A town which played an iconic and controversial part in the British mission in Afghanistan is to be handed over to the Americans in a move signalling a major change in Western strategy.
Musa Qala, where 23 British soldiers died, will be the first of a number of areas which will be transferred from UK to US control, reflecting the new military balance in Helmand where American troops now outnumber the British force.
A number of other areas currently under UK command will also go to the Americans as part of a "rebalancing" process. Sangin is expected to stay in British hands, but with the addition of an US contingent.
The 500-strong British force in Musa Qala, along with the troops withdrawn from other places under the plan, will move to the population centres of central Helmand. In effect this will mean that they will be concentrating on providing security for reconstruction projects while the US forces take on more offensive operations against the Taliban.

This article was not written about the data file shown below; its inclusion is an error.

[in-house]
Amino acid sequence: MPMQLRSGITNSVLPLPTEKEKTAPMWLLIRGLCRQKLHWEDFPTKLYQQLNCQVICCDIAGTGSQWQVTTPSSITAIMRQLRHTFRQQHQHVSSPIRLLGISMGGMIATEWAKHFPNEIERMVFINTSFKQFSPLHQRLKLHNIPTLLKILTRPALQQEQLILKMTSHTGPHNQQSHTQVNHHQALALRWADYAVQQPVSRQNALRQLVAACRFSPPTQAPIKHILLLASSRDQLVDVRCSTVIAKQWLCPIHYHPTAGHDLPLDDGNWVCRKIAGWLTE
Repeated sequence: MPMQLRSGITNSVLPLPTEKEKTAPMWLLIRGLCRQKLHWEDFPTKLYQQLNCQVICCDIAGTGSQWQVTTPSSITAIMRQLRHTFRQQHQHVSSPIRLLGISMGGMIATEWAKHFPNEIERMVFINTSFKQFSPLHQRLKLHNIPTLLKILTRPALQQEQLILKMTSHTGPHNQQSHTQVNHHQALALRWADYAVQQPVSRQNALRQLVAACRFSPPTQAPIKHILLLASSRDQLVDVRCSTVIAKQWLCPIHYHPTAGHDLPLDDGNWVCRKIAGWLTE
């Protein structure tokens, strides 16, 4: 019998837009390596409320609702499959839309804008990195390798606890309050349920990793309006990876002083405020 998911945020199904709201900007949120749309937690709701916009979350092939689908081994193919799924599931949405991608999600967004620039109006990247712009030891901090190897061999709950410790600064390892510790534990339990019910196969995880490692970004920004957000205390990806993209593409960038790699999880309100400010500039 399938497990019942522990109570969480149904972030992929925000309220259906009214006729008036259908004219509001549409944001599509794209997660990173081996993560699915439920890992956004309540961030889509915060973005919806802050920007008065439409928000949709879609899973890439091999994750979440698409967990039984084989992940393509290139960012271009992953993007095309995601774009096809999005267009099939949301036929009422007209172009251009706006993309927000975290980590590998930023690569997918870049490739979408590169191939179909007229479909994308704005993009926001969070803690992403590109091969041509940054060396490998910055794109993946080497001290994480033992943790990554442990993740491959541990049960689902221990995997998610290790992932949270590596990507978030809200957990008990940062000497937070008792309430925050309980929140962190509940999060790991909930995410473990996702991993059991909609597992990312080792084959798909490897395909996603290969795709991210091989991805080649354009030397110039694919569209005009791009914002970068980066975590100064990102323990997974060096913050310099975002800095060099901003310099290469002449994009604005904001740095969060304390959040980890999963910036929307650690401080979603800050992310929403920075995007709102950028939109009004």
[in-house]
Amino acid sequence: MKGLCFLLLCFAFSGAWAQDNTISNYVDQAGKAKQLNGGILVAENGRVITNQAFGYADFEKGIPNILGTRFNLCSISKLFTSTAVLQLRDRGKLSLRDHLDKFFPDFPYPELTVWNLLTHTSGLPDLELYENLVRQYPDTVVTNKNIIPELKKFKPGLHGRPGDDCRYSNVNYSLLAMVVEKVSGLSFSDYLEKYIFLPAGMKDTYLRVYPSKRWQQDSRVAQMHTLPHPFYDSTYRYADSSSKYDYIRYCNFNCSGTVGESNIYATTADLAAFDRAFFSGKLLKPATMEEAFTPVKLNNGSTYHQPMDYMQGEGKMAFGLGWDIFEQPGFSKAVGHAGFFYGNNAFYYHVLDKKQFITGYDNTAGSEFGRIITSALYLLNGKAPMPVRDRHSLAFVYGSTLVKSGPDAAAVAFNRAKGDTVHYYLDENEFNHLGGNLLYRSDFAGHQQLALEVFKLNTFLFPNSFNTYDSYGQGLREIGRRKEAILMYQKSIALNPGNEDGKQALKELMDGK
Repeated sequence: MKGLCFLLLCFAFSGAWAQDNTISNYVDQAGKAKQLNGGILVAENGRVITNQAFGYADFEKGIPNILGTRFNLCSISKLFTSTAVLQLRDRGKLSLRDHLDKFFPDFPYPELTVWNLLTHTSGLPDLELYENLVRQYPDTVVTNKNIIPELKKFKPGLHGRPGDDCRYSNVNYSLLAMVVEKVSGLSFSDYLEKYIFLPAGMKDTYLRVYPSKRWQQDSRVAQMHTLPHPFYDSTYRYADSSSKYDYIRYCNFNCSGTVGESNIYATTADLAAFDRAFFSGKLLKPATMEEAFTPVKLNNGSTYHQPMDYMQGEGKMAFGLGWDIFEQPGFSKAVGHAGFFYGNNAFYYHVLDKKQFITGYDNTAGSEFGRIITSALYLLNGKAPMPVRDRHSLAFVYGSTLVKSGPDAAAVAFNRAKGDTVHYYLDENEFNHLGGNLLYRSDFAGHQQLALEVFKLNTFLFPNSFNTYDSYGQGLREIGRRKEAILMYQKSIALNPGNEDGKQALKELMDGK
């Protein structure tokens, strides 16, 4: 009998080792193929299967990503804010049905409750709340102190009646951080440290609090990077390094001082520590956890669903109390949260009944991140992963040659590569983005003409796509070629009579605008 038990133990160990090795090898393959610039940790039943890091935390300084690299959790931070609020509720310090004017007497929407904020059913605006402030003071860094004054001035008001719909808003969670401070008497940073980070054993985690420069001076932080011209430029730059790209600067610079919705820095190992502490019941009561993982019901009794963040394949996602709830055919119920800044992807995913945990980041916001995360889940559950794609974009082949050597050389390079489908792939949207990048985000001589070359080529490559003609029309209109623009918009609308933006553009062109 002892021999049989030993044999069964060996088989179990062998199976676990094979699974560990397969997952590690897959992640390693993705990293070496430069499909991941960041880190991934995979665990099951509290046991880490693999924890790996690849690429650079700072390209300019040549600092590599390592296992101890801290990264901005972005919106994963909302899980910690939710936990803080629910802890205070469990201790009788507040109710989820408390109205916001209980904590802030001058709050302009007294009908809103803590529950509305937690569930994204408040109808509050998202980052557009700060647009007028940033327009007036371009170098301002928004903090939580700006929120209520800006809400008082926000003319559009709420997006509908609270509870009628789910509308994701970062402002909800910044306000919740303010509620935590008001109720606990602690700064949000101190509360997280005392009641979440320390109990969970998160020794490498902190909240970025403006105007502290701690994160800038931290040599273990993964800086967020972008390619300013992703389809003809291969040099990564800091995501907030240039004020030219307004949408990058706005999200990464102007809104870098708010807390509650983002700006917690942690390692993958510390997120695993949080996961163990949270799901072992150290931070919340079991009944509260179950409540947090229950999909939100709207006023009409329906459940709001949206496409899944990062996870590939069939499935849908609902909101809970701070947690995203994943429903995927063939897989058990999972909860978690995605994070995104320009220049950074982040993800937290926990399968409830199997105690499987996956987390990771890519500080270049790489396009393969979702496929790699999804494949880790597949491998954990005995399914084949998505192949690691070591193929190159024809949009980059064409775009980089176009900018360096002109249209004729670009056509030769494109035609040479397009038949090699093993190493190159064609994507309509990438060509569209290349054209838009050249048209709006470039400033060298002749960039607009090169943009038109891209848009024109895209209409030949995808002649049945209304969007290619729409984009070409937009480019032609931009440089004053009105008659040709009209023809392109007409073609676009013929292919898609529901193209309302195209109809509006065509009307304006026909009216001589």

What took place at Musa Qala had come under repeated scrutiny and led to bitter recriminations involving the British, the Americans and the Afghan government.
Under a deal in 2006, British forces withdrew in return for local elders pledging to keep out the Taliban. But the claims followed from the US and the Afghan president Hamid Karzai that the area had been handed over to the insurgents. The open Taliban control of the town saw the Islamists levying taxes and imposing a brutal version of Sharia law. Musa Qala became a centre for mass production of opium with much of the proceeds going towards funding the insurgency.
It was recaptured at the end of 2007 in an operation by British, US and Afghan forces. However, the UK commander in charge of the operation, Brigadier Andrew Mackay, later left the Army early after criticising British government policy in Afghanistan.
Sizeable investment in reconstruction has followed.
The replacement force of US Marines will be larger than the current British force in Musa Qala by around 200. They will be accompanied by up to 800 Afghan soldiers and police.
Major General Gordon Messenger, the Ministry of Defence spokesman on Afghanistan, insisted yesterday that is was a "success story" but acknowledged that "lessons had to be learned".